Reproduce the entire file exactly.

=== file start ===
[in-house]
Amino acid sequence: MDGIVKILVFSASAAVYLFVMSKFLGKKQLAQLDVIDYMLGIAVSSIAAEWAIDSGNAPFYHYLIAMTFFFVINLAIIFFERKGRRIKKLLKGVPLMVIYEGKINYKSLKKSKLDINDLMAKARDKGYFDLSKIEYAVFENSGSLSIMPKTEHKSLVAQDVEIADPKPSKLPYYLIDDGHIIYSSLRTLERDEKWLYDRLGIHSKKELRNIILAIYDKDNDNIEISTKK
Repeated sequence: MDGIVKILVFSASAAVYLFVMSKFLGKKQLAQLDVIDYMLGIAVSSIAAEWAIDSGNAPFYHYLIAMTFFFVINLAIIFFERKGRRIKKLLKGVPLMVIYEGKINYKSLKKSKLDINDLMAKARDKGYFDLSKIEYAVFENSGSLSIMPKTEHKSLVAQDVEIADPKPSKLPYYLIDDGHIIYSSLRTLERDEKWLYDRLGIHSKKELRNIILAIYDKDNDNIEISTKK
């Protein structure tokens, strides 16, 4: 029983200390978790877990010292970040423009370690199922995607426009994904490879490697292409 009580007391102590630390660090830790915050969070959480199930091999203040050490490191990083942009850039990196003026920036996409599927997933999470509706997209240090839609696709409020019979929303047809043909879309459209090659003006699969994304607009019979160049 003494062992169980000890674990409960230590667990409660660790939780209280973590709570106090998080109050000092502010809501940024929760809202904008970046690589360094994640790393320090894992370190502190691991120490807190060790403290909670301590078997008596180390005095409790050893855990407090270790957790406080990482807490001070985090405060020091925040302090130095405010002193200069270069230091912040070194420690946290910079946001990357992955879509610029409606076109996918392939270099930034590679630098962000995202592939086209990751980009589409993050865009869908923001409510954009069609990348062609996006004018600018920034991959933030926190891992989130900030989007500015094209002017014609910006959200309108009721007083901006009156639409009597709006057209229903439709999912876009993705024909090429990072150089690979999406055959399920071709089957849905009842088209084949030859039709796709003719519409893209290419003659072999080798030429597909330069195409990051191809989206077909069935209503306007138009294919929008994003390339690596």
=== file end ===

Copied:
[in-house]
Amino acid sequence: MDGIVKILVFSASAAVYLFVMSKFLGKKQLAQLDVIDYMLGIAVSSIAAEWAIDSGNAPFYHYLIAMTFFFVINLAIIFFERKGRRIKKLLKGVPLMVIYEGKINYKSLKKSKLDINDLMAKARDKGYFDLSKIEYAVFENSGSLSIMPKTEHKSLVAQDVEIADPKPSKLPYYLIDDGHIIYSSLRTLERDEKWLYDRLGIHSKKELRNIILAIYDKDNDNIEISTKK
Repeated sequence: MDGIVKILVFSASAAVYLFVMSKFLGKKQLAQLDVIDYMLGIAVSSIAAEWAIDSGNAPFYHYLIAMTFFFVINLAIIFFERKGRRIKKLLKGVPLMVIYEGKINYKSLKKSKLDINDLMAKARDKGYFDLSKIEYAVFENSGSLSIMPKTEHKSLVAQDVEIADPKPSKLPYYLIDDGHIIYSSLRTLERDEKWLYDRLGIHSKKELRNIILAIYDKDNDNIEISTKK
């Protein structure tokens, strides 16, 4: 029983200390978790877990010292970040423009370690199922995607426009994904490879490697292409 009580007391102590630390660090830790915050969070959480199930091999203040050490490191990083942009850039990196003026920036996409599927997933999470509706997209240090839609696709409020019979929303047809043909879309459209090659003006699969994304607009019979160049 003494062992169980000890674990409960230590667990409660660790939780209280973590709570106090998080109050000092502010809501940024929760809202904008970046690589360094994640790393320090894992370190502190691991120490807190060790403290909670301590078997008596180390005095409790050893855990407090270790957790406080990482807490001070985090405060020091925040302090130095405010002193200069270069230091912040070194420690946290910079946001990357992955879509610029409606076109996918392939270099930034590679630098962000995202592939086209990751980009589409993050865009869908923001409510954009069609990348062609996006004018600018920034991959933030926190891992989130900030989007500015094209002017014609910006959200309108009721007083901006009156639409009597709006057209229903439709999912876009993705024909090429990072150089690979999406055959399920071709089957849905009842088209084949030859039709796709003719519409893209290419003659072999080798030429597909330069195409990051191809989206077909069935209503306007138009294919929008994003390339690596």